A 58-Year-Old Man With Episodes of Painless Hematuria

Ronald Rubin, MD—Series Editor

A 58-year-old man presents for evaluation of hematuria. He had been in his usual state of health until approximately 2 weeks ago, when he experienced an episode of hematuria in the middle of the day. 

There had been no associated flank, penile, or other discomfort either with the episode or in the time periods before or after the episode. Since then, he has had 2 more hematuria episodes. However, a week has passed without hematuria, and he is in the office at his wife’s prompting.

He is otherwise healthy, without hypertension or diabetes. He works as an auto dealership executive. He has been an active smoker for 35 years, with a 25-year history of having smoked a pack or more per day, and in the last 10 years, a half pack per day. He has experienced atrial fibrillation and takes dabigatran daily.

The physical examination is quite nonrevealing. Findings of head, eyes, ears, nose, and throat examination are normal. His chest is clear to auscultation and percussion. His heart has a regular rhythm with frequent premature atrial contractions. His abdomen is normal, without palpable mass or tenderness anteriorly or in the flanks. There is no enlargement of the inguinal lymph nodes. His prostate is slightly enlarged but is smooth and without nodules.

All routine laboratory test results are normal. Three urinalysis samples were taken at intervals; while the results of 2 were totally negative, a third revealed microscopic hematuria.


Answer: C, patients with gross hematuria should be referred for urologic evaluation, even if the hematuria is self-limited.

Gross hematuria is a striking and important symptom that has a clear association with dangerous causative diagnoses and thus triggers a classical diagnostic protocol in most patients’ cases. The first separating point in evaluation is the absence of pain with hematuria. The presence of hematuria with pain, most often flank or groin pain (“renal colic”), usually means kidney stones and initially will proceed down that diagnostic and therapeutic pathway.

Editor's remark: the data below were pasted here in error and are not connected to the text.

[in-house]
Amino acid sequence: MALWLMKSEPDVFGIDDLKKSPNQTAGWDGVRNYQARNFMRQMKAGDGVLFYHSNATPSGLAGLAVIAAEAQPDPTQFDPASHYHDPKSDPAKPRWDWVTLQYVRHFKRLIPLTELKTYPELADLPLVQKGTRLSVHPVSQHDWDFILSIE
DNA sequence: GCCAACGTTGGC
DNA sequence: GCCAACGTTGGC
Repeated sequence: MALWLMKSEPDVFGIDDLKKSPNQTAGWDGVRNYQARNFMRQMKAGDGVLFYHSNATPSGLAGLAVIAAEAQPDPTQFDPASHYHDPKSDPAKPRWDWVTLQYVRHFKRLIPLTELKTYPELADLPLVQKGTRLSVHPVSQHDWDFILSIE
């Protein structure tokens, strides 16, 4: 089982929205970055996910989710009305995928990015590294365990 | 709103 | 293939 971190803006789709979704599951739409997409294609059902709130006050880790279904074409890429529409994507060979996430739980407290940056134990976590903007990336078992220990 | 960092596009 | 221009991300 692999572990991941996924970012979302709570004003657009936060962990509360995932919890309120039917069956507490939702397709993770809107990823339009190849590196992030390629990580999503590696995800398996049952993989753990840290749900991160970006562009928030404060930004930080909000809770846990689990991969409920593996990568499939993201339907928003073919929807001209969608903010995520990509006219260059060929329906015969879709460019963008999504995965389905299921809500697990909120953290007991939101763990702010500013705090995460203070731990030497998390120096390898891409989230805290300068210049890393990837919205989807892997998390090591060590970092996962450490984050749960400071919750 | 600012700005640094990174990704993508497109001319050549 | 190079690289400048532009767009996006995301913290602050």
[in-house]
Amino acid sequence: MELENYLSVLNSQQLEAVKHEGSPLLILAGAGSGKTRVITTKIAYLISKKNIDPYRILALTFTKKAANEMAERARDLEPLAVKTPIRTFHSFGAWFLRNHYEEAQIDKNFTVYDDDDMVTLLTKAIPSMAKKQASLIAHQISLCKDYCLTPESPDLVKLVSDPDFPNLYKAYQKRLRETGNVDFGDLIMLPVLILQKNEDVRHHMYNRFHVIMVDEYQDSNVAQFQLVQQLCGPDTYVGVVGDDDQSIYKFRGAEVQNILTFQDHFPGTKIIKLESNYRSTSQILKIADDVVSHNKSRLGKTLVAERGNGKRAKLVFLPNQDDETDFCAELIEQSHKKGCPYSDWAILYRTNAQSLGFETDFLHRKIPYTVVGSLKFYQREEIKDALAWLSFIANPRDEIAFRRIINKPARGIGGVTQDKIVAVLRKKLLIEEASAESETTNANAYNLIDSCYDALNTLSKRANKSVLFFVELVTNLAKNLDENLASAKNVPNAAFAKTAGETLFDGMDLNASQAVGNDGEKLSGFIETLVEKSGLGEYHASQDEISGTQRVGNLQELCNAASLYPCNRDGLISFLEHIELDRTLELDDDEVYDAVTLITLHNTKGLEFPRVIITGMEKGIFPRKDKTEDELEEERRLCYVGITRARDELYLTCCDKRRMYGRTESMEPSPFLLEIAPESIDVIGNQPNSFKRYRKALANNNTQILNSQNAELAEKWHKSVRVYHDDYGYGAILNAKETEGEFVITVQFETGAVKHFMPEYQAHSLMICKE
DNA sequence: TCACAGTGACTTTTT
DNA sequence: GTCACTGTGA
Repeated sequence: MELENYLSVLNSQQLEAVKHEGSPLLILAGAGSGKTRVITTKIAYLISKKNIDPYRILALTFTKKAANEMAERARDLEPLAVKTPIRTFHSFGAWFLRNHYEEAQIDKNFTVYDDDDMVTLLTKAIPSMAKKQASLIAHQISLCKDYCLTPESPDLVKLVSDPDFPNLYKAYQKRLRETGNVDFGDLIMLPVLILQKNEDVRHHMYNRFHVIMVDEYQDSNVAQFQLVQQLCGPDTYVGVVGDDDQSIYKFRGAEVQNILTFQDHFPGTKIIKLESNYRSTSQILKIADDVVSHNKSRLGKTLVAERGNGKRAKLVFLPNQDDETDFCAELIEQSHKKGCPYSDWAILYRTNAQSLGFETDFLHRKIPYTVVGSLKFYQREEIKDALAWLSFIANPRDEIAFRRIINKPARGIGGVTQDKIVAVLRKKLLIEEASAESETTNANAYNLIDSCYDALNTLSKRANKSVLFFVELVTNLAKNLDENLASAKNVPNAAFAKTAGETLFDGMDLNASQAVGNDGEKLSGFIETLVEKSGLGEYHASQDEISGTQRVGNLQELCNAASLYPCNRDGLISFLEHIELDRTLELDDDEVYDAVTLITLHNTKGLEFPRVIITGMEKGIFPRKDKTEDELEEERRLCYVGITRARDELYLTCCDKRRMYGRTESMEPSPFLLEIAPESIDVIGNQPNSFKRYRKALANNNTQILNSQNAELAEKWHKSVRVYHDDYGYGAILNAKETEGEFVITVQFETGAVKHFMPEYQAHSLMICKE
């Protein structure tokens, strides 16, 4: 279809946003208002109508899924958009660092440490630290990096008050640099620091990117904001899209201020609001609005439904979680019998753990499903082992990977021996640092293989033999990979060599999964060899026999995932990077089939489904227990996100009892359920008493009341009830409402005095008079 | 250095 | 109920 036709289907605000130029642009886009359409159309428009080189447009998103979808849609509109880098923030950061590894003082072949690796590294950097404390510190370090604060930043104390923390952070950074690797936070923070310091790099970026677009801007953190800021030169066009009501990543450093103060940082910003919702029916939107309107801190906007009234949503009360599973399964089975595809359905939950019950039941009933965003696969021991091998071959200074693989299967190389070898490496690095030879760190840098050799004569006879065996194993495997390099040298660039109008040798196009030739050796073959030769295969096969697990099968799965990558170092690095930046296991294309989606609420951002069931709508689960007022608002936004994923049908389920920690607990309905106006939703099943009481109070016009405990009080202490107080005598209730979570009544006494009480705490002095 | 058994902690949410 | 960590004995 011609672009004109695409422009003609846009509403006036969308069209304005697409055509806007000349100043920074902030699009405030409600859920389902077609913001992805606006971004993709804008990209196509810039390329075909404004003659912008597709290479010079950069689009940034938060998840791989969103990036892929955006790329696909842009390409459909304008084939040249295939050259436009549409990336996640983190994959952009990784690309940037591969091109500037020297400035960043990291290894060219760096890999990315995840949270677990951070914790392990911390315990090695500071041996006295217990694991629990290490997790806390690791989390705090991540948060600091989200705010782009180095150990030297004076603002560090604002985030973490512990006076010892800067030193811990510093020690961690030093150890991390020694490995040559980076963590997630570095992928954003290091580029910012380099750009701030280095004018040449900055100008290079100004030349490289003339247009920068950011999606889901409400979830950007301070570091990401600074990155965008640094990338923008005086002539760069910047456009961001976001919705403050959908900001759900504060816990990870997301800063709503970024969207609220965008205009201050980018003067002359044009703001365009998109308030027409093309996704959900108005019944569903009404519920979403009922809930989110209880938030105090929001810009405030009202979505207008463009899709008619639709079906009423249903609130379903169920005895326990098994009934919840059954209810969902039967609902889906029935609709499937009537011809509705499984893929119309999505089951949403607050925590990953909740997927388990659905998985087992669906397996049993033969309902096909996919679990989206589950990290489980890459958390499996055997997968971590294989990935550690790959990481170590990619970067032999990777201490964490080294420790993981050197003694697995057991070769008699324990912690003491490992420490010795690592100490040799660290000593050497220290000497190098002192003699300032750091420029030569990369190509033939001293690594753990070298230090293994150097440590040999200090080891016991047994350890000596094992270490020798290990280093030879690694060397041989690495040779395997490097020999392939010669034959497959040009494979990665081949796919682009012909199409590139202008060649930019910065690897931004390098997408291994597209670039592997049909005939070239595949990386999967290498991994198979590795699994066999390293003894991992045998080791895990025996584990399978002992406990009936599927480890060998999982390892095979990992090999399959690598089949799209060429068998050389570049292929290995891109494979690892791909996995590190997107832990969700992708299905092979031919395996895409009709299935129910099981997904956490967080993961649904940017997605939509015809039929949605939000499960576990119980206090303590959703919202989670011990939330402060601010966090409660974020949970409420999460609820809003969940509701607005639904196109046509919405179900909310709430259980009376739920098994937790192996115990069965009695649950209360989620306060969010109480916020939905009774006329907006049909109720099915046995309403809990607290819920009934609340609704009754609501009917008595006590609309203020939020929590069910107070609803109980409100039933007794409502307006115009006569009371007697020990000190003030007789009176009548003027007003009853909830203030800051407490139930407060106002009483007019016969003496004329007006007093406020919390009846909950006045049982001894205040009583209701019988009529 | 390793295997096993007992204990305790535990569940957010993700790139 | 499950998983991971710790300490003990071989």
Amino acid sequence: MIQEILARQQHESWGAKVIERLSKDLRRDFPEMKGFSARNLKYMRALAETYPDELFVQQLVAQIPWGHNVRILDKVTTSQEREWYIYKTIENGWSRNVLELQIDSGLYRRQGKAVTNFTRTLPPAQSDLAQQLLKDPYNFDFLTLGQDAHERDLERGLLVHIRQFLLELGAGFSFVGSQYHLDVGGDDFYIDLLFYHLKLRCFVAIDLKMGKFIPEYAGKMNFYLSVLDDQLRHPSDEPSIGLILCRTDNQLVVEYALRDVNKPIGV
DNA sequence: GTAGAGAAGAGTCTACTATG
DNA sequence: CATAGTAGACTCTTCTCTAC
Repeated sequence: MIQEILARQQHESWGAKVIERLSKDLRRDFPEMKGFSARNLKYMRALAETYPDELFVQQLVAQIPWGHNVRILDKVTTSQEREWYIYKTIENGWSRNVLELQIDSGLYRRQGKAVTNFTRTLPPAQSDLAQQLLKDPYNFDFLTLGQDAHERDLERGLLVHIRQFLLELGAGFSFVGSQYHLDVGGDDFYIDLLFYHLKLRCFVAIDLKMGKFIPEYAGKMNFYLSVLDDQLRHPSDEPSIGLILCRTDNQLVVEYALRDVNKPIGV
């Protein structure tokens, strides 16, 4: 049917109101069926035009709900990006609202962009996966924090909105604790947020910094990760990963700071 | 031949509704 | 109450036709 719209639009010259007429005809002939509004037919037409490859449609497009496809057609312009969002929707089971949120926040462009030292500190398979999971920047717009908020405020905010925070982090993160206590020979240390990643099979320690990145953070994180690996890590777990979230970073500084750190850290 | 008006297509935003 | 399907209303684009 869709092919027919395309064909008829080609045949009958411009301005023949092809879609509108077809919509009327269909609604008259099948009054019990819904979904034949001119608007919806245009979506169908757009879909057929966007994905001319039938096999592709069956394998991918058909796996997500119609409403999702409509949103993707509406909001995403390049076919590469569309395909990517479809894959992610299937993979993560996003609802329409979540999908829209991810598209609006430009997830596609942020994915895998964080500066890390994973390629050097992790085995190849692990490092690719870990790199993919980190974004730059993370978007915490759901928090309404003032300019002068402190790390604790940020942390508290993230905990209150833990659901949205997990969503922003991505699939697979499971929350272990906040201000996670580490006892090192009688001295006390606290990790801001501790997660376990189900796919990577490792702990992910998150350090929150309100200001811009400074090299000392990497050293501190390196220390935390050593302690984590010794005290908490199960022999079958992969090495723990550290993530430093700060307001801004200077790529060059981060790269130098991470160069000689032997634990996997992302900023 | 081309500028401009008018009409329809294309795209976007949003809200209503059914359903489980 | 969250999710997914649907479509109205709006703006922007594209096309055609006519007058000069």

Gross hematuria in the absence of pain is associated with far more ominous underlying causes, with a pretest probability of between 10% and 25% for serious genitourinary tract disease and an odds ratio for urologic cancer of 7.2,1-3 including cancer of the bladder or kidney. In the case presented here, the patient had several important risk factors for urinary tract cancer. In addition to the demographics of being a man over the age of 50, he is a rather heavy smoker, which is a major risk factor. Other risk associations with hematuria that are less common yet important include are exposure to chemical dyes and abuse of analgesic medications. However, the finding of gross hematuria itself trumps them all.

The typical and accepted evaluation in cases of painless hematuria involves referral for urologic evaluation, including cystoscopy to directly visualize the bladder and contrast-enhanced computed tomography (CT) urography of the upper tract if there are no contraindications to that test. If a mass is detected, appropriate biopsy methods are then used to confirm or exclude a tissue diagnosis of malignancy. The current specificity and sensitivity of less-direct methods of diagnosis, such as urine cytology and urinary molecular markers for bladder cancer, are not yet adequate to suggest their use to definitively confirm or exclude a specific diagnosis of malignancy in patients with hematuria.1,4 And cystoscopy with biopsy will be required in any event for staging and subsequent care planning. Thus, Answer D is not an accurate statement.